I could say this about almost any year: I heard a lot of great music in 2015 — and I surely missed even more. As I wrestled with the decision about what to include in this list, I kept thinking, Well, that album might have made my list if I’d listened to it a few more times. And of course, this list reflects my tastes, which lean toward the stuff that generally gets called indie-rock. My biggest regrets this time are not listening to more jazz, experimental music, world music and new classical music. The records I enjoyed the most in 2015 included quite a few by female singer-songwriters and bands from Australia and New Zealand. These were my favorites.
1. Joan Shelley: Over and Even
Joan Shelley is a singer-songwriter from Kentucky making old-fashioned folk songs. Her voice is utterly gorgeous and heart-piercing, with a quality that reminds me of Sandy Denny and Linda Thompson. Her key collaborator on this second album is Nathan Salsburg, who plays intricate patterns of notes on his acoustic guitar. (The record also features subtle harmony vocals by another Kentuckyan, Will Oldham, on a few tracks, along with contributions on several instruments by that ubiquitous Chicago musician James Elkington.) This is a quiet, intimate album, with one great song after another. I never get tired of hearing it. (No Quarter) joanshelley.net
2. Twerps: Range Anxiety
This band from Melbourne, Australia, plays the sort of guitar-based rock songs I remember bands in the 1980s playing back when I thought those bands sounded like 1960s bands. Back when we talked about jangly guitars. It’s bright, spirited pop music, with smartly constructed riffs and a delightful mix of male and female vocals delivering catchy melodies. (Merge) mergerecords.com/twerps
3. Courtney Barnett: Sometimes I Sit and Think, and Sometimes I Just Sit
Of all the albums on my list, this is the one most likely to finish high on critics’ polls like Pazz & Jop. The world hardly needs me to point out that Courtney Barnett is a dynamite performer with some wonderfully witty and catchy tunes. But I will join in with that chorus of praise. In addition to all of her other talents, Barnett’s a terrific guitarist and many of the tracks really rock on her second album. (Or is it her debut, as many say? Depends on whether you count that excellent combo of her EPs that came out earlier). And the words of Barnett’s songs are remarkable — funny and insightful observations of life. (Mom+Pop) courtneybarnett.com.au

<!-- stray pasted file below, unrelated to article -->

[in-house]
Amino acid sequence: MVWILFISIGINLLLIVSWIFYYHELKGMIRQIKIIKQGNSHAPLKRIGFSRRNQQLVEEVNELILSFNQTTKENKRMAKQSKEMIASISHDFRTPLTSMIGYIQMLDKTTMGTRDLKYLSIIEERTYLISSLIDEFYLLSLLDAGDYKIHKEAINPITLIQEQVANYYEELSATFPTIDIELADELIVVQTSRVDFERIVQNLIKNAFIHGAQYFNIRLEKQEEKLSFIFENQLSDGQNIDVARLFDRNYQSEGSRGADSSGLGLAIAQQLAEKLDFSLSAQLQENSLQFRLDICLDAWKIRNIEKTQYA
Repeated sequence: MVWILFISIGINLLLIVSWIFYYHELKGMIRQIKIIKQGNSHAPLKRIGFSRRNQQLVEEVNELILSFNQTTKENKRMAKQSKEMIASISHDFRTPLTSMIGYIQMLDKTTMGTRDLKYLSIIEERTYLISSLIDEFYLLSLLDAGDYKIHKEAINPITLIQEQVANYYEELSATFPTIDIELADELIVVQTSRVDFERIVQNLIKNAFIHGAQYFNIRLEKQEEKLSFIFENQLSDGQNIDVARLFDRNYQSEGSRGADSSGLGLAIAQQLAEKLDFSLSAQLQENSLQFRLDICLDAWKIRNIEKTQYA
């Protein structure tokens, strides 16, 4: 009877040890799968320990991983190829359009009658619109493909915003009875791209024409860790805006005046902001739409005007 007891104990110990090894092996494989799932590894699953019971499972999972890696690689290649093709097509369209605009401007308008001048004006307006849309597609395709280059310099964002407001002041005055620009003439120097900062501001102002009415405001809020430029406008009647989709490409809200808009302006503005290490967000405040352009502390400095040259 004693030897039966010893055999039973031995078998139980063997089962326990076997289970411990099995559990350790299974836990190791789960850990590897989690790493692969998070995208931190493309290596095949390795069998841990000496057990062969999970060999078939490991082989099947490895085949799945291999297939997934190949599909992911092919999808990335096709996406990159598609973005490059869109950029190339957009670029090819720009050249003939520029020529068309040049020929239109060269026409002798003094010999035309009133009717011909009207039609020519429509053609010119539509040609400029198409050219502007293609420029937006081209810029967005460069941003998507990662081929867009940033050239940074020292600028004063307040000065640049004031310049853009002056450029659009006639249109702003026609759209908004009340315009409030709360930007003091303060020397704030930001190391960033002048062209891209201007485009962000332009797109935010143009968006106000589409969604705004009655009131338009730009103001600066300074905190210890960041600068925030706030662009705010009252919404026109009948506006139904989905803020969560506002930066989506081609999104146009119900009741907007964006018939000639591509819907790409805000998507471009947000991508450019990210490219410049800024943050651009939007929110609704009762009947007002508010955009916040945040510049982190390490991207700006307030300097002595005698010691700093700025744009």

4. Joshua Abrams: Magnetoception
Like the previous albums Chicago musician Joshua Abrams recorded with his Natural Information Society group, this one — a sprawling two-record set on vinyl — might be categorized as jazz. But it feels more like Abrams’ music is in a category all its own, a hypnotic sort of experimental improvisation that draws on elements of African and Eastern music and art rock. Abrams frequently plays the guimbri, a three-stringed North African bass lute, on these tracks, collaborating with a bunch of top-notch musicians (Hamid Drake, Emmett Kelly, Jeff Parker, Lisa Alvarado and Ben Boye) as they explore every nook and cranny of their chords with probing intelligence. It all feels very organic. The instrumental tracks may seem minimalist and repetitive at first, but repeat listens reveal complex and highly compelling music. (Eremite) eremite.com/album/mte-63-64
5. Eleventh Dream Day: Works for Tomorrow
This Chicago group has been making music since the 1980s, with many fine records over the years. This ranks among its best. The core lineup recently added guitarist James Elkington, making this the first Eleventh Dream Day record since 1994 with two guitarists. That strengthens the ferocity of these performances. This is the sound of a veteran band that really knows how to play together, finding a new way to build on its time-tested formula. (Thrill Jockey) thrilljockey.com/artists/eleventh-dream-day
6. Godspeed You! Black Emperor: Asunder, Sweet and Other Distress
This Montreal collective — rock band or orchestra? — has made two albums now since reuniting in 2010 after a long hiatus. In the tradition of its best music, this is an epic symphony of guitars, violins and drums: foreboding, dark and powerful. (Constellation) cstrecords.com/cst111/
7. Laura Marling: Short Movie
Another confident record of memorable folk songs by one of today’s most talented singer-songwriter-guitarists. (Ribbon Music) lauramarling.com
8. Sleater-Kinney: No Cities to Love
After years apart, Sleater-Kinney came back together, sounding as brilliant and fierce as ever. A strong reunion album. (Sub Pop) sleater-kinney.com
9. Royal Headache: High
This garage band from Sydney, Australia, quickly slams out its punchy tunes, and you can almost see the sneer in those vocals. Like the best punk, it’s energetic and noisy but also damn catchy. (What’s Your Rupture?) royalheadache.com.au
10. Algiers: Algiers
Franklin James Fisher’s commanding gospel-influenced vocals emerge from a churning, dark mix of experimental rock, demanding to be heard amid the din. (Matador) algierstheband.com
In more or less descending order…
Wilco, Star Wars
The Necks, Vertigo
Ultimate Painting, Green Lanes
Salad Boys, Metalmania
Mikal Cronin, MCIII
Alabama Shakes, Sound & Color
Deaf Wish, Pain
Patty Griffin, Servant of Love
Ryley Walker, Primrose Green
Sufjan Stevens, Carrie & Lowell
Viet Cong, Viet Cong
Jim O’Rourke, Simple Songs
Yo La Tengo, Stuff Like That There
Calexico, Edge of the Sun
William Basinski, Cascade and The Deluge
Radioactivity, Silent Kill
Negative Scanner, Negative Scanner
The Cairo Gang, Goes Missing
Thee Oh Sees, Mutilator Defeated at Last
Richard Thompson, Still
Jason Isbell, Something More Than Free
Universal Togetherness Band, Universal Togetherness Band
Wreckless Eric, AmERICa
Drinks, Hermits on Holiday
Belle and Sebastian, Girls in Peacetime Want to Dance
Colin Stetson and Sarah Neufeld, Never Were the Way She Was